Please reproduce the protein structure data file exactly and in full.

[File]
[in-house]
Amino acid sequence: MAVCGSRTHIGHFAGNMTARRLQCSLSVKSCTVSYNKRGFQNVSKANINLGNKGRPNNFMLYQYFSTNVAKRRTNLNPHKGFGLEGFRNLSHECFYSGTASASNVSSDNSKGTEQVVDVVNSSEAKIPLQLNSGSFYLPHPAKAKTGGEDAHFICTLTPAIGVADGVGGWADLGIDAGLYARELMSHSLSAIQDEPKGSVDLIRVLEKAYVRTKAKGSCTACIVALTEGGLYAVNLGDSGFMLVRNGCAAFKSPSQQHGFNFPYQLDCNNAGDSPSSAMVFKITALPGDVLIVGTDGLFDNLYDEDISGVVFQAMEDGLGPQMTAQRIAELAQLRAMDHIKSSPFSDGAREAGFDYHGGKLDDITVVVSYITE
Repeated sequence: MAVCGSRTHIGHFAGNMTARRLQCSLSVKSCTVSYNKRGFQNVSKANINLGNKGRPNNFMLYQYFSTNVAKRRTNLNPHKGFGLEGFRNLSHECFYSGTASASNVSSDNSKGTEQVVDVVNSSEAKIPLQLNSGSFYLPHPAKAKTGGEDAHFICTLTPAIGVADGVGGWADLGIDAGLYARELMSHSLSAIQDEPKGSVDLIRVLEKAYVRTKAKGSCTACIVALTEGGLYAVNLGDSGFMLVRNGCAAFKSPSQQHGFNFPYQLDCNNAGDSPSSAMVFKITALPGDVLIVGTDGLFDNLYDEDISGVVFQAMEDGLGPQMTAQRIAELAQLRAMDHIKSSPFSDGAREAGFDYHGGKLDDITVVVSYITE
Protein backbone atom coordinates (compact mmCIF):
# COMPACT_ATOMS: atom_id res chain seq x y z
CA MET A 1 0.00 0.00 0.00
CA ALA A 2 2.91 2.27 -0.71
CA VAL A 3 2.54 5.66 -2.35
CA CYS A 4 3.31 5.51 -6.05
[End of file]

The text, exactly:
[in-house]
Amino acid sequence: MAVCGSRTHIGHFAGNMTARRLQCSLSVKSCTVSYNKRGFQNVSKANINLGNKGRPNNFMLYQYFSTNVAKRRTNLNPHKGFGLEGFRNLSHECFYSGTASASNVSSDNSKGTEQVVDVVNSSEAKIPLQLNSGSFYLPHPAKAKTGGEDAHFICTLTPAIGVADGVGGWADLGIDAGLYARELMSHSLSAIQDEPKGSVDLIRVLEKAYVRTKAKGSCTACIVALTEGGLYAVNLGDSGFMLVRNGCAAFKSPSQQHGFNFPYQLDCNNAGDSPSSAMVFKITALPGDVLIVGTDGLFDNLYDEDISGVVFQAMEDGLGPQMTAQRIAELAQLRAMDHIKSSPFSDGAREAGFDYHGGKLDDITVVVSYITE
Repeated sequence: MAVCGSRTHIGHFAGNMTARRLQCSLSVKSCTVSYNKRGFQNVSKANINLGNKGRPNNFMLYQYFSTNVAKRRTNLNPHKGFGLEGFRNLSHECFYSGTASASNVSSDNSKGTEQVVDVVNSSEAKIPLQLNSGSFYLPHPAKAKTGGEDAHFICTLTPAIGVADGVGGWADLGIDAGLYARELMSHSLSAIQDEPKGSVDLIRVLEKAYVRTKAKGSCTACIVALTEGGLYAVNLGDSGFMLVRNGCAAFKSPSQQHGFNFPYQLDCNNAGDSPSSAMVFKITALPGDVLIVGTDGLFDNLYDEDISGVVFQAMEDGLGPQMTAQRIAELAQLRAMDHIKSSPFSDGAREAGFDYHGGKLDDITVVVSYITE
Protein backbone atom coordinates (compact mmCIF):
# COMPACT_ATOMS: atom_id res chain seq x y z
CA MET A 1 0.00 0.00 0.00
CA ALA A 2 2.91 2.27 -0.71
CA VAL A 3 2.54 5.66 -2.35
CA CYS A 4 3.31 5.51 -6.05